We’ve become a society of incredibly fearful parents, much to the detriment of our kids. As a result, our children are the ones who are suffering, both from lack of experience and from general distrust. The thought of exerting any semblance of independence is quickly followed by waves of anxiety, distress and “stranger danger.”

And so, those who allow their kids any degree of freedom or responsibility are made to feel like they have somehow failed in their roles as parents. How can this be a good thing?

The very things that we hope to see develop within our children are being stifled by our (often) unsubstantiated fears of the unknown. Independence, self-assuredness, fearlessness - these qualities are left to wither and sometimes die due to our hesitance to loosen the apron strings and let our kids experience real life. While we are stalwartly determined to not let our our most precious assets venture too far beyond our purview, we are, at the same time, stifling the very real qualities that we’d hope to see in our children as they move towards adulthood.

This fact alone should give us pause to revisit what we are teaching our kids about the world in which they live. After all - our job as parents is to give them the skills to survive in the real world, to arm them with knowledge and, perhaps most importantly - provide them with confidence. All of these must-have attributes will never be realized if we continue to coddle them and refuse to let them venture beyond our line of sight.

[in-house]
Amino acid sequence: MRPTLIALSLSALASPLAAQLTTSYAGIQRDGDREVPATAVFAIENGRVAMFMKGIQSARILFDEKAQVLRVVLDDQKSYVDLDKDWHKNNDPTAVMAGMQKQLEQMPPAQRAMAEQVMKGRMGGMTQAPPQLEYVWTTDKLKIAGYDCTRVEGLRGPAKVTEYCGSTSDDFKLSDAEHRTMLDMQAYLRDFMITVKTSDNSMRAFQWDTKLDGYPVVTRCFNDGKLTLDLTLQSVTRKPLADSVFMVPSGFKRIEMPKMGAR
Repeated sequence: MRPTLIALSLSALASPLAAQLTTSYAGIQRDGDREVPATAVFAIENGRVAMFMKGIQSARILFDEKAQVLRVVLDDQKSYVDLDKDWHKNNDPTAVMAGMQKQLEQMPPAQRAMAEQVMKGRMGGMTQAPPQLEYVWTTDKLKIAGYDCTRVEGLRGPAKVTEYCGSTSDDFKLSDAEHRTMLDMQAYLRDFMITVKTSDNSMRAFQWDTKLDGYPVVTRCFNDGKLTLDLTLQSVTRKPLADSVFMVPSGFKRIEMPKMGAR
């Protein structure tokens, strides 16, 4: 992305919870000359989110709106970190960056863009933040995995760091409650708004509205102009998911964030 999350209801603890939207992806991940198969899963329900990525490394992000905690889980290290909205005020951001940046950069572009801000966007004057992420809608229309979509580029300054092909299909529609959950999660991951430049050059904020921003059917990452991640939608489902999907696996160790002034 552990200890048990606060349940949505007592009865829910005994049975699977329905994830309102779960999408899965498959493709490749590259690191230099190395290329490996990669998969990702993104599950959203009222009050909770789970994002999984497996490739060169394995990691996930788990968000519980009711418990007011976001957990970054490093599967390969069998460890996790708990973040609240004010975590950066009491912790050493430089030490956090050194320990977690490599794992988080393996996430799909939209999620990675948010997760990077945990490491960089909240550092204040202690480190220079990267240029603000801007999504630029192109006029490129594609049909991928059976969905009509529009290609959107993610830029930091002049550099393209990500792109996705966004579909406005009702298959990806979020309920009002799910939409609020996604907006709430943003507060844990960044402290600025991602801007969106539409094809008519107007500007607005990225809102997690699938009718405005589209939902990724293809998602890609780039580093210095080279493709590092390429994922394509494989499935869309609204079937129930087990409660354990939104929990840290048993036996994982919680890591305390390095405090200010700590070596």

There are still “latchkey kids” out there, walking themselves home from school and letting themselves into the house to wait for their parent or parents to come home. It’s safe to say that these children are likely less afraid, more self-assured and likely more responsible than their coddled counterparts. They’re also, sadly, more likely to be the brunt of our collective pity and their parents the recipients of our collective scorn, as indicated by the reaction to Ms. Skenazy and Ms. Meitiv indicates.

In today’s world, Helicopter Parenting is the the norm, not the exception. In spite of this fact, Latchkey Kids still exist; they’ve just gone undercover, having been forced to operate in the shadows as a result of our over-protective and fearful society. They’re in hiding with no clear indication of when they can come out of the shadows to lead the way for their peers who would likely gain so much more from the shared knowledge than they would lose. Yes, learning to be independent and following the lead of those who bravely do so, often because there’s no other choice, would be inspiring, to say the least.

For these parents who either have no choice or have the choice but have chosen to teach their kids the ropes; for those who send their children out with a key in their backpack and who say a little prayer as they leave their children to make their way in the world, I salute you. For you know  and act upon what all of us “Nervous Nellies” secretly know but chose to ignore: that giving our kids the freedom and responsibility to trust their own judgement and abilities is one of the greatest things we can do to help them grow into highly-confident, well-functioning adults.

Perhaps it’s time that we collectively reconsider the effects of our parental protectiveness and look to another alternative that will ultimately help, rather than hurt our children in the long run.

 

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Image courtesy of www.sheknows.com